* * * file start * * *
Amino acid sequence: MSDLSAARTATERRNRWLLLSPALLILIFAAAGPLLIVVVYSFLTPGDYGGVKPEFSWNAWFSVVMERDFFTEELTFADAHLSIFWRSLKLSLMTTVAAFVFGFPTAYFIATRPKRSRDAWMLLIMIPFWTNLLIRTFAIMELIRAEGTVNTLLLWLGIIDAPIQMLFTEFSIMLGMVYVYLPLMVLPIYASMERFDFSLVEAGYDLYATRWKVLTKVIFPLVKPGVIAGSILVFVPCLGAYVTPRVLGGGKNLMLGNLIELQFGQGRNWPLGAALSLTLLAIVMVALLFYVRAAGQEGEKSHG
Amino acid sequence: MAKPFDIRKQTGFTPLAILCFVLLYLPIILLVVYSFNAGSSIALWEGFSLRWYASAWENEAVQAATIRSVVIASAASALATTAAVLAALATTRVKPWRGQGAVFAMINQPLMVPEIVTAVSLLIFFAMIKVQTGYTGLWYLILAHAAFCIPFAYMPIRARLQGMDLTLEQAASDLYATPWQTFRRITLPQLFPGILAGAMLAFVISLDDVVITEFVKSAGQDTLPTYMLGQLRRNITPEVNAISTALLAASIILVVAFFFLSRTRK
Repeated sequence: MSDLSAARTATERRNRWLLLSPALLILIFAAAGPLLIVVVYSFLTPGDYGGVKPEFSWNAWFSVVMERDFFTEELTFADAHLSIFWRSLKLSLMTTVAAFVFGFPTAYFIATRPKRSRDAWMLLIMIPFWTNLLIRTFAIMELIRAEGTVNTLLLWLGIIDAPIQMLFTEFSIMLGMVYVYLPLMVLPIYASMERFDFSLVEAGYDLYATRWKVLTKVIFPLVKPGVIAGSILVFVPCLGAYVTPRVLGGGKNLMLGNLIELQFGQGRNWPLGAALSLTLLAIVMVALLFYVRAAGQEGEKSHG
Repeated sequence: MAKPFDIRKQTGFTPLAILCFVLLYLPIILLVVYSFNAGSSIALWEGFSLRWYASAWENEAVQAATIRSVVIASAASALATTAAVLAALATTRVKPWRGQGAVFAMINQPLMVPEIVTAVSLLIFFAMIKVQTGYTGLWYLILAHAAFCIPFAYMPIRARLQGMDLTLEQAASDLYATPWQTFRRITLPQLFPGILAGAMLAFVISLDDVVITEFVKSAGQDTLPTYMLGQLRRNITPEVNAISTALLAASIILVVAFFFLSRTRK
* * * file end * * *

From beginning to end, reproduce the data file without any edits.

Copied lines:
Amino acid sequence: MSDLSAARTATERRNRWLLLSPALLILIFAAAGPLLIVVVYSFLTPGDYGGVKPEFSWNAWFSVVMERDFFTEELTFADAHLSIFWRSLKLSLMTTVAAFVFGFPTAYFIATRPKRSRDAWMLLIMIPFWTNLLIRTFAIMELIRAEGTVNTLLLWLGIIDAPIQMLFTEFSIMLGMVYVYLPLMVLPIYASMERFDFSLVEAGYDLYATRWKVLTKVIFPLVKPGVIAGSILVFVPCLGAYVTPRVLGGGKNLMLGNLIELQFGQGRNWPLGAALSLTLLAIVMVALLFYVRAAGQEGEKSHG
Amino acid sequence: MAKPFDIRKQTGFTPLAILCFVLLYLPIILLVVYSFNAGSSIALWEGFSLRWYASAWENEAVQAATIRSVVIASAASALATTAAVLAALATTRVKPWRGQGAVFAMINQPLMVPEIVTAVSLLIFFAMIKVQTGYTGLWYLILAHAAFCIPFAYMPIRARLQGMDLTLEQAASDLYATPWQTFRRITLPQLFPGILAGAMLAFVISLDDVVITEFVKSAGQDTLPTYMLGQLRRNITPEVNAISTALLAASIILVVAFFFLSRTRK
Repeated sequence: MSDLSAARTATERRNRWLLLSPALLILIFAAAGPLLIVVVYSFLTPGDYGGVKPEFSWNAWFSVVMERDFFTEELTFADAHLSIFWRSLKLSLMTTVAAFVFGFPTAYFIATRPKRSRDAWMLLIMIPFWTNLLIRTFAIMELIRAEGTVNTLLLWLGIIDAPIQMLFTEFSIMLGMVYVYLPLMVLPIYASMERFDFSLVEAGYDLYATRWKVLTKVIFPLVKPGVIAGSILVFVPCLGAYVTPRVLGGGKNLMLGNLIELQFGQGRNWPLGAALSLTLLAIVMVALLFYVRAAGQEGEKSHG
Repeated sequence: MAKPFDIRKQTGFTPLAILCFVLLYLPIILLVVYSFNAGSSIALWEGFSLRWYASAWENEAVQAATIRSVVIASAASALATTAAVLAALATTRVKPWRGQGAVFAMINQPLMVPEIVTAVSLLIFFAMIKVQTGYTGLWYLILAHAAFCIPFAYMPIRARLQGMDLTLEQAASDLYATPWQTFRRITLPQLFPGILAGAMLAFVISLDDVVITEFVKSAGQDTLPTYMLGQLRRNITPEVNAISTALLAASIILVVAFFFLSRTRK